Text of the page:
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chdtbeatlesIt’s Full Steam Ahead to The Historic Dockyard Chatham this Easter, as thousands plan to travel to one of the South East’s biggest and best events – The Medway Festival of Steam and Transport. Visitors to the Festival on Easter Sunday and Monday, 20th and 21st April, are in for a real treat this year as one of the South East’s favourite events gets bigger and better still!

The Medway Festival of Steam and Transport is back this year with an injection of even more music to complement the classic and vintage vehicles across the 80 acre site. Visitors will be treated to a variety of music on two main stages located within a historical setting.

The Victorian Warship HMS GANNET, No. 3 Slip and No. 1 Smithery will encapsulate the Folk and Blues Stage, surrounded by vehicles dating from 1901 to 1930 and Steam Traction Engines, where visitors will be entertained with lively and toe tapping folk and blues music.

Acts performing to the crowds include: Hobo Jones and the Junkyard Dogs an ‘off the rails’ skiffle band, well known on the Glastonbury Festival scene, with their quirky and comedic act playing music with wash boards, soap boxes, banjos and guitars and CoCo and the Butterfields, provide something a little different. A five piece band with a unique fusion of folk, pop and hip hop or ‘Fip Fok’ they are not to be missed! Funke and the Two Tone Baby a talented multi-instrumentalist will entertain with his mechanical alt-blues music; Kentish band The Flowing play alternative and folk songs with a range of instruments; and performances from Larkspur with their mix of lively traditional and modern folk music, will ensure that visitors will not be disappointed.

The River Medway sets the scene for a second stage, backed by the beautiful Commissioner’s House. This Sixties and Rockabilly Stage will be flanked by vehicles from the 1960’s, hot rods, trucks and American vehicles and this area will have an American Diner feel to it where visitors can rock ‘n’ roll the weekend away!

Acts on this stage include: Scarlett Rae and the Cherry Reds who perform a fusion of blues, rockabilly and jazz; Like…The Beatles bringing visitors the most accurate and fun Beatles tribute act in the UK, take a trip down memory lane; making a welcome return Thee Waltons, a playful act with a unique blend of hillbilly rock ‘n’ roll; The Kick-Backs are a six piece rock, funk and soul band with sing-a-long covers; The Scalextrics are a new-wave punk rock band with hits from the ‘60s, ’70s and ‘80s; and performances from Leroy and the Rockets with impressive credits in the music industry, be entertained with a mix of rockabilly, rock ‘n’ roll and blues.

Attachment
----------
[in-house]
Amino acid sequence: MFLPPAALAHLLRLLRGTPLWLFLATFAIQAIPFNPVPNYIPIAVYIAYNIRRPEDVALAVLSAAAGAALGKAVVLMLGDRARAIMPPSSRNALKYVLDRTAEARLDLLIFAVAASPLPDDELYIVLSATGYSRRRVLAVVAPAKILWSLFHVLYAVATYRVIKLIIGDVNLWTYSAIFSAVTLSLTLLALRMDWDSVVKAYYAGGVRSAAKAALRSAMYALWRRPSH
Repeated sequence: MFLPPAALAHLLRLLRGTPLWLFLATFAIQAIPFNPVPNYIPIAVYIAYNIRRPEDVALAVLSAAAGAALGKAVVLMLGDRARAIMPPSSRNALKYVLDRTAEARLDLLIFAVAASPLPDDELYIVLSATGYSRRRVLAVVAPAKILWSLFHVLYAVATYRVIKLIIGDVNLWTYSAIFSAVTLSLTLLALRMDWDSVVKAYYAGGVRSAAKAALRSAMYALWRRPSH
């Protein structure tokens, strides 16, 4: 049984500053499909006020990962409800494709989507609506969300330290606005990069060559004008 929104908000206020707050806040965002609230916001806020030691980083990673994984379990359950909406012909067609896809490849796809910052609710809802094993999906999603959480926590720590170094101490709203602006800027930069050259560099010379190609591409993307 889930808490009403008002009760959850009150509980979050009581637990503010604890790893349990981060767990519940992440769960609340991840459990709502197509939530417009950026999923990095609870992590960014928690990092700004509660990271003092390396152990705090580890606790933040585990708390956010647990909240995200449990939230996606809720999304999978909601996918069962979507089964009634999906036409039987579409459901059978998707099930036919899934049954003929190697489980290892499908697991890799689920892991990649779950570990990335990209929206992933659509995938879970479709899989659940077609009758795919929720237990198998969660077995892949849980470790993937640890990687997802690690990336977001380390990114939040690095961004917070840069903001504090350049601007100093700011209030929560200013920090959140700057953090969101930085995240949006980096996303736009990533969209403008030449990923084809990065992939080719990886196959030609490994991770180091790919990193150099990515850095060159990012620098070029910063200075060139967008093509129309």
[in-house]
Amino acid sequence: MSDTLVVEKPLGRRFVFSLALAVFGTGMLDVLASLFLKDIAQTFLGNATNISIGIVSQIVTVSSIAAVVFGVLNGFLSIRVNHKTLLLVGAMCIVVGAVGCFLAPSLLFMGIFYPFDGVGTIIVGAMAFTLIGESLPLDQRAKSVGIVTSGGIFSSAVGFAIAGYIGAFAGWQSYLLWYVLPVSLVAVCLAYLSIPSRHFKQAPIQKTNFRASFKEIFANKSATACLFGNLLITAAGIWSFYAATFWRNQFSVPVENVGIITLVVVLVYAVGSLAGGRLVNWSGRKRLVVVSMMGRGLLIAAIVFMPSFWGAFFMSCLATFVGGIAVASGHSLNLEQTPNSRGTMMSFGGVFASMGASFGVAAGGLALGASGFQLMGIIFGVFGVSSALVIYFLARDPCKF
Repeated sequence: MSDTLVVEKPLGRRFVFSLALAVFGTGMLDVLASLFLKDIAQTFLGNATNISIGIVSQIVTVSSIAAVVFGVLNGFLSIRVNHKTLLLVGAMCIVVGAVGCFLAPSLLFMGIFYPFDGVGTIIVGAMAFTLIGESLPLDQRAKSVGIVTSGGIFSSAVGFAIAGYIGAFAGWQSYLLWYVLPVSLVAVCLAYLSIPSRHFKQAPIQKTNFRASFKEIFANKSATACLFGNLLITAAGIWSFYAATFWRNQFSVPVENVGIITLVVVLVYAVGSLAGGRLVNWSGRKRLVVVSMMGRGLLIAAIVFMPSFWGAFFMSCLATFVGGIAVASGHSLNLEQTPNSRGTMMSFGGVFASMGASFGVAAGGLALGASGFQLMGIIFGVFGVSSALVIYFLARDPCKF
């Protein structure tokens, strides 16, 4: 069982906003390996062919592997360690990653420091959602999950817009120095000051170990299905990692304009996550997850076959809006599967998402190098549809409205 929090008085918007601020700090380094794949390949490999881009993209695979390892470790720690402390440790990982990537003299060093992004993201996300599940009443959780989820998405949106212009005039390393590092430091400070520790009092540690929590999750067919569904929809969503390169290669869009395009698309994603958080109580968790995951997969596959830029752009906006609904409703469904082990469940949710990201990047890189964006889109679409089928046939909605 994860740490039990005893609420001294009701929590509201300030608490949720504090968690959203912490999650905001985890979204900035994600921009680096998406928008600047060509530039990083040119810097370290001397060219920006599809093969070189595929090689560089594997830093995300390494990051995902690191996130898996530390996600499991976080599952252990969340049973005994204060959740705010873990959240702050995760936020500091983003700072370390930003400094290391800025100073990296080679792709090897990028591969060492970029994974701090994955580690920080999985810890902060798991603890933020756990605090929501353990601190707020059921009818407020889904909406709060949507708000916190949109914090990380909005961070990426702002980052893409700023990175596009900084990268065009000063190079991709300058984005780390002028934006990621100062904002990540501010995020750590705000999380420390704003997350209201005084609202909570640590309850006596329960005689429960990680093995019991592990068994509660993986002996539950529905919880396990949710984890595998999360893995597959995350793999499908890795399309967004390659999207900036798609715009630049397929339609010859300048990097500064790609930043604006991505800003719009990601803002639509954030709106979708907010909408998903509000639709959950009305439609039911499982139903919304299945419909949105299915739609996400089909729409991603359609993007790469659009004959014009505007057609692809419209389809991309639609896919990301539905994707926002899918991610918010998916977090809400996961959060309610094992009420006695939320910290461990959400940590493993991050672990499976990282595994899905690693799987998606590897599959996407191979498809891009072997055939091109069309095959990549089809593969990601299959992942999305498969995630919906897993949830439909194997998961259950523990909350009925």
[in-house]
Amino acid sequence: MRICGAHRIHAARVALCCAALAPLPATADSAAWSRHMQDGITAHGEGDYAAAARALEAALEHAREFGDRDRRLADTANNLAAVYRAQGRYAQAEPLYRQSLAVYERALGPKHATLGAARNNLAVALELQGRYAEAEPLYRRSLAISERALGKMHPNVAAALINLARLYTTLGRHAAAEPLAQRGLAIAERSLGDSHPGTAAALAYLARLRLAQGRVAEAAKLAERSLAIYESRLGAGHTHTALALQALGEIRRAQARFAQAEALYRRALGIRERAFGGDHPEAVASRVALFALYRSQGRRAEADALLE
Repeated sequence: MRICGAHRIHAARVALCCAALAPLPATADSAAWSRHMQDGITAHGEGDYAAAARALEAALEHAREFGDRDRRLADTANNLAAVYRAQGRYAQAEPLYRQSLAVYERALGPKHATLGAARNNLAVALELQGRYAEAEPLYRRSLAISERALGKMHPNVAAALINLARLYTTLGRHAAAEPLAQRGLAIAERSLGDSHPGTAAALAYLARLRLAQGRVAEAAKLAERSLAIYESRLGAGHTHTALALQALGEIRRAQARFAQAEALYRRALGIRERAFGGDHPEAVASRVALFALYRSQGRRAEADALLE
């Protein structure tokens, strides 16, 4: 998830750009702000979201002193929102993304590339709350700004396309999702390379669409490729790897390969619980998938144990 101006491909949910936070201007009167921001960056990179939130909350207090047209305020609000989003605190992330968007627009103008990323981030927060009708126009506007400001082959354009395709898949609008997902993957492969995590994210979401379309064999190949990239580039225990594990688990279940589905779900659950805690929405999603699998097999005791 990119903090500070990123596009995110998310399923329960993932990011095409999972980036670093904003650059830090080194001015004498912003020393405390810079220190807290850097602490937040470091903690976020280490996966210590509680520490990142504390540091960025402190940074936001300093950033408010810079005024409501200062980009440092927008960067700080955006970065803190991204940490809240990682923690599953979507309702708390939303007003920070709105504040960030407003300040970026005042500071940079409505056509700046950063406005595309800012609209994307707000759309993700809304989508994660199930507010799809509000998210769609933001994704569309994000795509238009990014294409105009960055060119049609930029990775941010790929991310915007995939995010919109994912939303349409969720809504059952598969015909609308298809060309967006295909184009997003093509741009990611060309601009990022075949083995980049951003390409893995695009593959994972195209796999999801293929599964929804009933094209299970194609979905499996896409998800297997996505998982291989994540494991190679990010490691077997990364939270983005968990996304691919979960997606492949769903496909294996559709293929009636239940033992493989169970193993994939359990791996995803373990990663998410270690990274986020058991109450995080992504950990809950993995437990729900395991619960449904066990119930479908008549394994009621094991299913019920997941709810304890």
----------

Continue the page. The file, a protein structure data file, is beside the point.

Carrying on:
With such an impressive festival line up set to come to the Medway Towns, visitors are being encouraged to buy their discounted tickets in advance to avoid the queues, to enjoy their music filled Easter weekend at The Historic Dockyard Chatham. For more information and tickets, go to www.thedockyard.co.uk/steamandtransport
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Exploring Antarctica: The Final Expeditions of Scott and Shackleton

Credit: Royal Geographical Society

Credit: Royal Geographical Society

An exhibition of the ultimate expeditions of both Captain Robert Falcon Scott and Sir Ernest Shackleton – charted through the words, photographs and artefacts of those who survived and those who perished in this most hostile of environments – is being shown at The Historic Dockyard Chatham in No. 1 Smithery: The Gallery from 24 May until 30 August. This exhibition is in association with The Royal Geographical Society (with IBG) with artefacts from the Scott Polar Research Institute, Royal Museums Greenwich and Royal Engineers Museum Library and Archive. More

A Red Ensign will be flown over Medway Council’s Gun Wharf building in May to commemorate the 70th anniversary of the Battle of the Atlantic. The Battle is known as the “longest, largest, and most complex” in naval history and continued throughout the Second World War. During this time, pitched battles were carried out on the high seas to win control of the Atlantic and maintain vital supply routes between Britain and America. Huge convoys of Merchant Naval vessels sailed under the protection of British and Allied navy and air forces while under attack from German U-boats and other parts of the Nazi military machine. More

……by a ship of the Royal Navy since 1984 – a real Salute to the ‘40s!

HMS CAVALIER, The Historic Dockyard Chatham’s very own Second World War destroyer, will mark her own “Salute to the ‘40s” by firing a ‘broadside’ using all three of her 4.5” guns at 12.00 noon on Saturday 15th September, the first day of the Salute to the ‘40s event.

The last broadsides fired from operational Royal Navy ships were by HMS LONDON as she returned to the UK before paying off in February 1982 and HMS ZULU on paying off in 1984. Three rounds will be fired from A, B and Y guns on board HMS CAVALIER by the Historic Naval Gun Crew, a group of re-enactor volunteers who have assisted in restoring the ship’s guns and who will also re-create Captain’s Defaulters and bring the ship to life over the weekend of the Salute to the ‘40s event.

HMS CAVALIER was one of ninety-six war emergency destroyers built for the Royal Navy during the Second World War. Awarded the Battle Honour ‘Arctic 1945’ for operations off northern Norway and in support of the homeward-bound Russian convoy RA64, CAVALIER later operated in the Western Approaches, undertaking duties which included the high-speed escort of the liners-turned-troopships RMS Queen Mary and RMS Queen Elizabeth.

HMS CAVALIER, together with an adjacent bronze monument is now the National Destroyer Memorial 1939-1945 marking the very special contribution made by these ships and the men who served in them.
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